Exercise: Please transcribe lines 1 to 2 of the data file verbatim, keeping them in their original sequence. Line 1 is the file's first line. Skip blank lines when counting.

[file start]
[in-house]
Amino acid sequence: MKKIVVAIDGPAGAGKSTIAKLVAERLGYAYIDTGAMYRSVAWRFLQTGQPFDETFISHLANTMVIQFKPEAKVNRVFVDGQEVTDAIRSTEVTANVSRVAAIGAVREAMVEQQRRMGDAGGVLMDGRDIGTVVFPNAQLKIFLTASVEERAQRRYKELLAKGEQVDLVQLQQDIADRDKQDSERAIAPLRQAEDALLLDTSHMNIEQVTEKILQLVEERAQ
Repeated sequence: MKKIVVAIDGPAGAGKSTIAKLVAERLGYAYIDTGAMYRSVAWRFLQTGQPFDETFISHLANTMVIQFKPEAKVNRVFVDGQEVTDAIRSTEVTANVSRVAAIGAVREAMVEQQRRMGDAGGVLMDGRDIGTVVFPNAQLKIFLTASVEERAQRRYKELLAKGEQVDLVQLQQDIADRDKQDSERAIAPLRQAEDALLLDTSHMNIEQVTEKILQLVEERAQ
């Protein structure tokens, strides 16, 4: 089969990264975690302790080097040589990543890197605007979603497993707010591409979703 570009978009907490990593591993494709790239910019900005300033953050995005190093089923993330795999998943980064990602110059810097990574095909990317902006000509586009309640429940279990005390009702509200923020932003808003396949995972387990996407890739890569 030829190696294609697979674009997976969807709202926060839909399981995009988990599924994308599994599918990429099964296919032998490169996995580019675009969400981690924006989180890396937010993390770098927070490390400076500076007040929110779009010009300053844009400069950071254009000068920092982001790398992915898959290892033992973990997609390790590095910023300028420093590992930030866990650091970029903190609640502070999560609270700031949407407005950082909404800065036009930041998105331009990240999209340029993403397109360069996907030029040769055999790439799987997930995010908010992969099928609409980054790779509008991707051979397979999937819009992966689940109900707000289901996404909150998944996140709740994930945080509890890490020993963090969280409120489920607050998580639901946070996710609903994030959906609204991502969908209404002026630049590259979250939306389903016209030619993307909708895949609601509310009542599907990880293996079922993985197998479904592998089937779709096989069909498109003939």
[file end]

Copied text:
[in-house]
Amino acid sequence: MKKIVVAIDGPAGAGKSTIAKLVAERLGYAYIDTGAMYRSVAWRFLQTGQPFDETFISHLANTMVIQFKPEAKVNRVFVDGQEVTDAIRSTEVTANVSRVAAIGAVREAMVEQQRRMGDAGGVLMDGRDIGTVVFPNAQLKIFLTASVEERAQRRYKELLAKGEQVDLVQLQQDIADRDKQDSERAIAPLRQAEDALLLDTSHMNIEQVTEKILQLVEERAQ